Companies themselves will be using more AI to check on the well-being of staff – and whether they are likely to abscond. In particular, they should be shining a spotlight on events that have the most profound emotional impact, such as being refused a pay rise when other colleagues were granted one or being overlooked for a promotion. These events have a profound influence on peoples’ feelings towards their employer, but they’re largely left unmanaged, said Brian Kropp, group vice president of analyst firm Gartner, who says that companies have realised they are spending serious amounts of money on HR systems that aren’t always best suited to modern working patterns.

There are certain experiences that employees have that are dramatically more important than [employers] thought

“Companies are starting to realise there are certain experiences that employees have that are dramatically more important than they thought and other things are dramatically less important.”

The trouble is, HR has not traditionally been a centre of innovation. A change of mentality is required so that these experiences can be digitised and mapped, Kropp went on.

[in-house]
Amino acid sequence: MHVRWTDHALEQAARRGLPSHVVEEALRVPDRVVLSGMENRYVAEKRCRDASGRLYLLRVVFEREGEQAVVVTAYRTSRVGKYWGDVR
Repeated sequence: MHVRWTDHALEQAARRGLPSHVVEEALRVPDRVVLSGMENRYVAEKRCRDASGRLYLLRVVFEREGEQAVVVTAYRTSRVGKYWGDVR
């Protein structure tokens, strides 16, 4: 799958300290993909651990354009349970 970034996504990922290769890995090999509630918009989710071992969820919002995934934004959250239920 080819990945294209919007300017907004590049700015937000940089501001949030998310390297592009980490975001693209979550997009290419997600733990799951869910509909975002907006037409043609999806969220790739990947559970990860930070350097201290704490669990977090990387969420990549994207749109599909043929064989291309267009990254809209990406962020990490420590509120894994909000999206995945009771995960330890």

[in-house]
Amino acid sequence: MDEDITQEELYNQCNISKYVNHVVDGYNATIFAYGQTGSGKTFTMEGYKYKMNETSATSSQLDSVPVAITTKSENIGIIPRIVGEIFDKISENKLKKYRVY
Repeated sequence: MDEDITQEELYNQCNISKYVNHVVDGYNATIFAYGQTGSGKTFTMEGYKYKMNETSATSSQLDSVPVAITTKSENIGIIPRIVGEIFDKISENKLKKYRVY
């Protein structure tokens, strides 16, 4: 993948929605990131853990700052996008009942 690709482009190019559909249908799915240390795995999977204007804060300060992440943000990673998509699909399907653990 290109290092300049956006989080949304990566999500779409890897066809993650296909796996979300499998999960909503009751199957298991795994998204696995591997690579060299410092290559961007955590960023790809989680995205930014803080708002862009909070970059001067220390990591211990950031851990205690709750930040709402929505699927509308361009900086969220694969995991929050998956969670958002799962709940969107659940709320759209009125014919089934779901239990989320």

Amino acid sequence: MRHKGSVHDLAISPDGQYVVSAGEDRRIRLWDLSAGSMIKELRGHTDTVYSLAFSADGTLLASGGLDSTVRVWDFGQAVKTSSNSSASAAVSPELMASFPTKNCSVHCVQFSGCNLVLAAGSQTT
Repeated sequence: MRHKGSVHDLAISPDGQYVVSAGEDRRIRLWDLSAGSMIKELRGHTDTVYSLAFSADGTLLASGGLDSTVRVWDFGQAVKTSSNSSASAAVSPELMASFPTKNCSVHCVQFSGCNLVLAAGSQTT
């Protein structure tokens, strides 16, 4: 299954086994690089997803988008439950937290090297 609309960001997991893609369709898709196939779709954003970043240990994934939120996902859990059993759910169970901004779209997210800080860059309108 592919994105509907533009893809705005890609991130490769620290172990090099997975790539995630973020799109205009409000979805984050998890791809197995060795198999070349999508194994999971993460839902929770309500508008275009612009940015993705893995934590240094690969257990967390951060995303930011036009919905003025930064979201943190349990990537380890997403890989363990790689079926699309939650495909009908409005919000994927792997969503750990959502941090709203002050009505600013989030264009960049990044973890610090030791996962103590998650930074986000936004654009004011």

“The HR mindset has been ‘don’t take risks’ – because of obviously with something like payroll you don’t want to experiment. But that sort of mindset permeates how HR thinks about what sort of tools and services they should be providing for employees.”

The old process-driven methodologies are no longer fit for purpose, Kropp said. Instead HR needs to work in a more Agile employee-focused way, trying out new ideas and being willing to kill them if they don’t work. The aim should be to use technology to decrease effort, making it easier for employees to engage with HR rather than adding new services and processes, he said.

“Managers and employees don’t need more to do. What HR should really be going after is ‘why is it hard to do stuff?'”

This need goes beyond providing self-service portals, which are often just a way of delegating HR tasks to line-of-business managers. Instead, businesses should try to identify the handful of frequent HR tasks managers and employees carry out frequently and concentrate on making those as frictionless as possible, in the manner of Amazon’s one-click purchasing.